A very nice photo of Elwha, WCK! Well done. There's not too many of those wooden dolphins left at Anacortes. Most of them have been replaced by the big steel ones, like the one in the middle of your photo. I was actually on Orcas the day you took this pic. We rode on Elwha the next day for our return back to the mainland.
Post by Flugel Horn on Aug 12, 2012 18:21:44 GMT -8
Elwha seen on the morning of July 20, 2012, near Thatcher Pass and headed for Anacortes. - I'm on the Chelan, going the other way.
Glimpse of Elwha in the July mist
On a rare rainy day in the San Juans, I found that the car deck windows were the best place to do my photography of the passing sights. - I had my pocket WSF schedule (yes, they print & distribute these handy items - that's my BC sarcasm), and so I was able to know when and where to look for passing ships.
Post by Steve Rosenow on Sept 8, 2012 22:47:58 GMT -8
Fourth and final piece of the "Super Slam".
Even though I didn't get the shots I wanted, I still felt really happy about finally getting to see the mighty Elwha in person.
Today was also the day I finished the Triple Slam on the KDTs.. I photographed the Chetzemoka and the Salish the day of the Salish's open house/dedication and yesterday - and today - I grabbed pix of the Kennewick.
Rode the Kennewick to Keystone and rode the Salish back.
In all, a great two days.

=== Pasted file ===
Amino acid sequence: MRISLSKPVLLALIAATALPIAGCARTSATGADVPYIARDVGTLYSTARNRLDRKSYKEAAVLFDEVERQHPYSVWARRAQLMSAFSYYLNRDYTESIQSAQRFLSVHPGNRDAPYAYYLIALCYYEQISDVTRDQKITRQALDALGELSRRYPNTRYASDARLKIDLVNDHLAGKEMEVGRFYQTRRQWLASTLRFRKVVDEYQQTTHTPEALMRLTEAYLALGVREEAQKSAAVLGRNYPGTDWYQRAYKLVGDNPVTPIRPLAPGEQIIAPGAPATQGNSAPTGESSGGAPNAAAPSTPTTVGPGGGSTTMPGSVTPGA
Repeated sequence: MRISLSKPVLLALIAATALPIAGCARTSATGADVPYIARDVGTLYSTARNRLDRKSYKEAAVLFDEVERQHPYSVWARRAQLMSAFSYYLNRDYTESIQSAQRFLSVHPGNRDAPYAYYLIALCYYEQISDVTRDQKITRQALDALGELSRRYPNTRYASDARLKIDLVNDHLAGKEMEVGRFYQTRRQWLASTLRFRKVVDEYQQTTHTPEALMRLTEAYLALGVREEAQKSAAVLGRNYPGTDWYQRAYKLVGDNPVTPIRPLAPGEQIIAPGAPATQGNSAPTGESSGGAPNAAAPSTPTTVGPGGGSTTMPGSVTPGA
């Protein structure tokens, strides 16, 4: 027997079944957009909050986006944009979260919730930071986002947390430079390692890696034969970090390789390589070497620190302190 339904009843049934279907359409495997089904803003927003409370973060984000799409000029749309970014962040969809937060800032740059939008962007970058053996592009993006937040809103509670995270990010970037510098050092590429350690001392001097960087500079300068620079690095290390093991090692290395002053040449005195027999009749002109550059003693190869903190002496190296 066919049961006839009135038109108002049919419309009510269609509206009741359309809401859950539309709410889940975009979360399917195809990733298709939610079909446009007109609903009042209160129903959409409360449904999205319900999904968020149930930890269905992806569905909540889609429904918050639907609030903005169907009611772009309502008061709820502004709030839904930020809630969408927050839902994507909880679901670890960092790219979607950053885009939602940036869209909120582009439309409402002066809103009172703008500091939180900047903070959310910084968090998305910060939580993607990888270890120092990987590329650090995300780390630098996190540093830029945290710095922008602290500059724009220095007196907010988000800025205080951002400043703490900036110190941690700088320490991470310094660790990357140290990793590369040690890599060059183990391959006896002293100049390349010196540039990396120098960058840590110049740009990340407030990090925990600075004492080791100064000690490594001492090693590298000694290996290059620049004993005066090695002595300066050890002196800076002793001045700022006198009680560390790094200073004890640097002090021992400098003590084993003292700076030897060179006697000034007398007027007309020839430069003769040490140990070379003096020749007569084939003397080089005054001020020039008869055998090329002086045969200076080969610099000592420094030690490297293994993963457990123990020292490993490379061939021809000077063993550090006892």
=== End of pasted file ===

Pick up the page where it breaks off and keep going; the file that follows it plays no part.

The M.V. Kalakala approaching Colman Dock and the current Seattle Skyline.
Post by Flugel Horn on Oct 26, 2012 9:54:37 GMT -8
A couple of YouTube offerings from video that I shot of Elwha, yesterday at Sidney.
I shot 18 minutes of video, from the time that she was at the light marker at end of Sidney Spit, to when the ramp came-down at the berth.
I was on a gravel path, just north of the ferry terminal, on a busy pedestrian walkway. So you'll here lots of crunching sounds of feet, and lots of "Good mornings". And of course there's the chirping sound of me using another camera for stills. - on the 1x speed one, you'll hear me chatting with a few friendly dogs...
Here is the full sequence, sped-up 3x.
Here's an excerpt, just the final turn & berthing sequence, at regular 1x time
The Steel-Electrics did this in their old wooden deck house configuration (pre steel cabin). Their GM generators put out white smoke when these departed a dock. It was fun to come down the Mukilteo road and see a nice fine plume of white smoke come off the stack of these as they depart Columbia Beach on the other side. A lot of white smoke smothered Mukilteo sometimes during north winds on their departure from the mainland. They usually poured it on the electric drive motors right on their departures on this run to make each crossing last an average of 14 minutes from dock to dock.